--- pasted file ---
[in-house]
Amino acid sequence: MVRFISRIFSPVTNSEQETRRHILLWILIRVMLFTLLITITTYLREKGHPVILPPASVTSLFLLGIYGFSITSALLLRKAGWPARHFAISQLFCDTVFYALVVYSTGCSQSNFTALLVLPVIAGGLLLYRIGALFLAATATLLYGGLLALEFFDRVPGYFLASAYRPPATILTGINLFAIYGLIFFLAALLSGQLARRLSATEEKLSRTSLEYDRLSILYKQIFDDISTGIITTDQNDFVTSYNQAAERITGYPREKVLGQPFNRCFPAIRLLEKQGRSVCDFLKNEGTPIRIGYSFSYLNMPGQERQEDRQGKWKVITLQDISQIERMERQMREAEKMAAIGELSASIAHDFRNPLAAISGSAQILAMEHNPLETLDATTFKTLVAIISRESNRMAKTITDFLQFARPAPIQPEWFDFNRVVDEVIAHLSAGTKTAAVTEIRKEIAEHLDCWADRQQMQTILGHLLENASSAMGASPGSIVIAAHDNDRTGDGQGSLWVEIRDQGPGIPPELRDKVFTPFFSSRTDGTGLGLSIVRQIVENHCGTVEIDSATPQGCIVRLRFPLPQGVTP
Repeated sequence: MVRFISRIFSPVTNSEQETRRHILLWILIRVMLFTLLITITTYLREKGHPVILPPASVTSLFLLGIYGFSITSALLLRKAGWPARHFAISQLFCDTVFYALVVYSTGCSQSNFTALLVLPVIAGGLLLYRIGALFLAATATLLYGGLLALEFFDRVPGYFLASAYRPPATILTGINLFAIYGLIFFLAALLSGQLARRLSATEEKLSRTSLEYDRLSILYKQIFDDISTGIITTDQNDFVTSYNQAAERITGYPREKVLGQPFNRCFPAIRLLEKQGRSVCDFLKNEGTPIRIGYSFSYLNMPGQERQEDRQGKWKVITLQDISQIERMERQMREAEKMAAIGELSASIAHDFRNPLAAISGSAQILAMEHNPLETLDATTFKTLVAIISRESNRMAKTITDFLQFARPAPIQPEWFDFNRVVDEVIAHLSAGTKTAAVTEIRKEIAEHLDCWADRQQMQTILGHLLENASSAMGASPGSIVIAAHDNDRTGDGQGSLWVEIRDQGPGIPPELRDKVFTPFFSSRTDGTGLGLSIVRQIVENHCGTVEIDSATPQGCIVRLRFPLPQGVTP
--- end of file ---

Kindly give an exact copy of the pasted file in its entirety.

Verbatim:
[in-house]
Amino acid sequence: MVRFISRIFSPVTNSEQETRRHILLWILIRVMLFTLLITITTYLREKGHPVILPPASVTSLFLLGIYGFSITSALLLRKAGWPARHFAISQLFCDTVFYALVVYSTGCSQSNFTALLVLPVIAGGLLLYRIGALFLAATATLLYGGLLALEFFDRVPGYFLASAYRPPATILTGINLFAIYGLIFFLAALLSGQLARRLSATEEKLSRTSLEYDRLSILYKQIFDDISTGIITTDQNDFVTSYNQAAERITGYPREKVLGQPFNRCFPAIRLLEKQGRSVCDFLKNEGTPIRIGYSFSYLNMPGQERQEDRQGKWKVITLQDISQIERMERQMREAEKMAAIGELSASIAHDFRNPLAAISGSAQILAMEHNPLETLDATTFKTLVAIISRESNRMAKTITDFLQFARPAPIQPEWFDFNRVVDEVIAHLSAGTKTAAVTEIRKEIAEHLDCWADRQQMQTILGHLLENASSAMGASPGSIVIAAHDNDRTGDGQGSLWVEIRDQGPGIPPELRDKVFTPFFSSRTDGTGLGLSIVRQIVENHCGTVEIDSATPQGCIVRLRFPLPQGVTP
Repeated sequence: MVRFISRIFSPVTNSEQETRRHILLWILIRVMLFTLLITITTYLREKGHPVILPPASVTSLFLLGIYGFSITSALLLRKAGWPARHFAISQLFCDTVFYALVVYSTGCSQSNFTALLVLPVIAGGLLLYRIGALFLAATATLLYGGLLALEFFDRVPGYFLASAYRPPATILTGINLFAIYGLIFFLAALLSGQLARRLSATEEKLSRTSLEYDRLSILYKQIFDDISTGIITTDQNDFVTSYNQAAERITGYPREKVLGQPFNRCFPAIRLLEKQGRSVCDFLKNEGTPIRIGYSFSYLNMPGQERQEDRQGKWKVITLQDISQIERMERQMREAEKMAAIGELSASIAHDFRNPLAAISGSAQILAMEHNPLETLDATTFKTLVAIISRESNRMAKTITDFLQFARPAPIQPEWFDFNRVVDEVIAHLSAGTKTAAVTEIRKEIAEHLDCWADRQQMQTILGHLLENASSAMGASPGSIVIAAHDNDRTGDGQGSLWVEIRDQGPGIPPELRDKVFTPFFSSRTDGTGLGLSIVRQIVENHCGTVEIDSATPQGCIVRLRFPLPQGVTP